Jan 01

What Defines a Hometown?

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On November 15, Tanner Anderson ’05 saw a long-time dream come to fruition, when his production company’s first feature film, The Turkey Bowl, was released nationwide. It’s the story of a 30-something urbanite pulled back to his rural hometown by his high school buddies on Thanksgiving to finish The Turkey Bowl – an epic football game against their crosstown rivals.

Recently, senior Quinn Jenkins, a bit of a movie buff himself, caught up with Tanner to learn more about his journey from Holy Family student-athlete to Hollywood movie producer and actor.

An Interview with Tanner Anderson

Quinn: Hollywood is a long way from Victoria, MN. What sparked your interest in acting and movie production? And how did you end up in Hollywood?

Tanner: I’ve always had a creative side, but I recall a moment when I felt the spark. It was January 22, 2008, and my roommates were watching the news. Heath Ledger had just passed away, and they were showing the first trailer to The Dark Knight, and I was mesmerized by the idea that I could escape and be someone entirely different from myself like Heath had done with The Joker. That even though he had tragically passed away, this character would live on forever. That night, I called my dad and told him I was going to be an actor. To his credit, without hesitation, he said, “I think that’s a great idea. Finish your commitment to Hamline first.” That gave me a lot of confidence, knowing I had his support, so I started taking acting classes at the Guthrie Theater.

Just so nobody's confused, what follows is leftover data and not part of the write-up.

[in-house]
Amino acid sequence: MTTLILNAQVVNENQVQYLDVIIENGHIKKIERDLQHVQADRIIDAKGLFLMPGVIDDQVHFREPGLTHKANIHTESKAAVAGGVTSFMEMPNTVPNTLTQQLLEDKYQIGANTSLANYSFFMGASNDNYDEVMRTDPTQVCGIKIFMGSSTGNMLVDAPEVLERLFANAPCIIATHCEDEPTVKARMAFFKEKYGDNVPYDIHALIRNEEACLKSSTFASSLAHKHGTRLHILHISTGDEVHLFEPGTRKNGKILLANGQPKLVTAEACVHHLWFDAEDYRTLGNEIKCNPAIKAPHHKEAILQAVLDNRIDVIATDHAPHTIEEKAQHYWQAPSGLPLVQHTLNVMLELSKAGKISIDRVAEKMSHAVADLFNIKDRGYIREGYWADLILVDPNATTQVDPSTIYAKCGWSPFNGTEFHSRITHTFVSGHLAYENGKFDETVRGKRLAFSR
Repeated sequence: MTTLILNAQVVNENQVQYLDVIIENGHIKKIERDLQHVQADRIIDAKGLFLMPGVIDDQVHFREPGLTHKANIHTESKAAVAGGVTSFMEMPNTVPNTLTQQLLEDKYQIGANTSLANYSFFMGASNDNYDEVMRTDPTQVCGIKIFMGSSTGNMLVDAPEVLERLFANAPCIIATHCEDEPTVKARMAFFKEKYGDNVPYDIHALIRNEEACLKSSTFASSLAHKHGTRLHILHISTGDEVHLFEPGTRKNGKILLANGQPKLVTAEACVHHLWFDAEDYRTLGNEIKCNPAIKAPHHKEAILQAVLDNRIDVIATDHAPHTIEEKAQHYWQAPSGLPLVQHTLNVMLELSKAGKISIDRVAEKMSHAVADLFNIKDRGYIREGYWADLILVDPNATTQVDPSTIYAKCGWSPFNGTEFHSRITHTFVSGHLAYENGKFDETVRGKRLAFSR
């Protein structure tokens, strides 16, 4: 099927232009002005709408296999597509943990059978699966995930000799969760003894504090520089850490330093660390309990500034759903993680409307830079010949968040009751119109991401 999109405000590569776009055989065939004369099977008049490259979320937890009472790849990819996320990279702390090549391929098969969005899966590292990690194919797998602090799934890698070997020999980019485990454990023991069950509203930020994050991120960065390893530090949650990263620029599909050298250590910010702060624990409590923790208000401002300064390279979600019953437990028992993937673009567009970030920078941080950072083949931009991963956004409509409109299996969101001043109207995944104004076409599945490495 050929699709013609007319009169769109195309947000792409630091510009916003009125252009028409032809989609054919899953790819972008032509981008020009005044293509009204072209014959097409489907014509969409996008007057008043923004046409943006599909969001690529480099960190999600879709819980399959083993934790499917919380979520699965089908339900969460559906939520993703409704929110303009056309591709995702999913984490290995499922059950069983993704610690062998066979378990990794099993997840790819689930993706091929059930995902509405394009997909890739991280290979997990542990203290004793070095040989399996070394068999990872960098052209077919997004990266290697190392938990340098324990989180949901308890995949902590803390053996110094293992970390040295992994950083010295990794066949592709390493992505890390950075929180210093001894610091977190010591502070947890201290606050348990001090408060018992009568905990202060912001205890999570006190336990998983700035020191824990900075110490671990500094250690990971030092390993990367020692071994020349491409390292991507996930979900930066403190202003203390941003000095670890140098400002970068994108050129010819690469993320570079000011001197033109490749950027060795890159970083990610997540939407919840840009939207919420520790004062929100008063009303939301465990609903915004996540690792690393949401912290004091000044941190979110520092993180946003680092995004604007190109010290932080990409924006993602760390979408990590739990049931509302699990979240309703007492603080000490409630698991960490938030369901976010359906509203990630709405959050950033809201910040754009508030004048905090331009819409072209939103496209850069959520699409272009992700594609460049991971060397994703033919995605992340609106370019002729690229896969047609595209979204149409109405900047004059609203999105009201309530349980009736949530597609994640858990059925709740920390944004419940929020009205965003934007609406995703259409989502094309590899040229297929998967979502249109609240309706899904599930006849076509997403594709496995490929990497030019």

The following summer, I took a six-week film course while studying abroad in Australia. I loved it. For the first time, I wasn’t Tanner, the basketball player; I was Tanner, the actor, and felt totally alive. During my senior year at Hamline, I auditioned for the American Academy of Dramatic Arts in Los Angeles and got accepted. I finished its two-year program and continued for a third year in their highly competitive theater group. I remember one of my acting coaches telling me that I had talent, but wouldn’t work until I was 35 because my size and deep voice, didn’t fit my boyish features.  I had to allow myself to age before having a career. She was right. Long story short, I was 27 years old, working five nights a week at a restaurant and taking acting classes on my days off. I couldn’t even get an agent, so I wasn’t auditioning. It’s a fork in the road moment for me. I was going to wake up and be 40 still working at a restaurant, changing careers and moving back to Minnesota, or I was going to figure out a way to make it happen on my own. So, I decided I’d have to produce my way into the industry, do every facet of the business, creating my stuff from start to finish. All so I could act. I read book after book about starting your own production company, made a business plan, found investors, and Make It Take It Productions was born.

Quinn: How did your company get involved with this movie?

Tanner: We found some magic with a short film, Graffiti, we did. I viewed that film as a business card to show people in the industry what we were capable of creating. I wrote, produced, and acted in it alongside Golden Globe and Emmy nominated actor John Heard. A pretty well-known writer/director Greg Coolidge saw the film and was impressed, so he sent me the script for The Turkey Bowl. That’s how it all started.

Quinn: Does any part of this movie resonate with your personal story?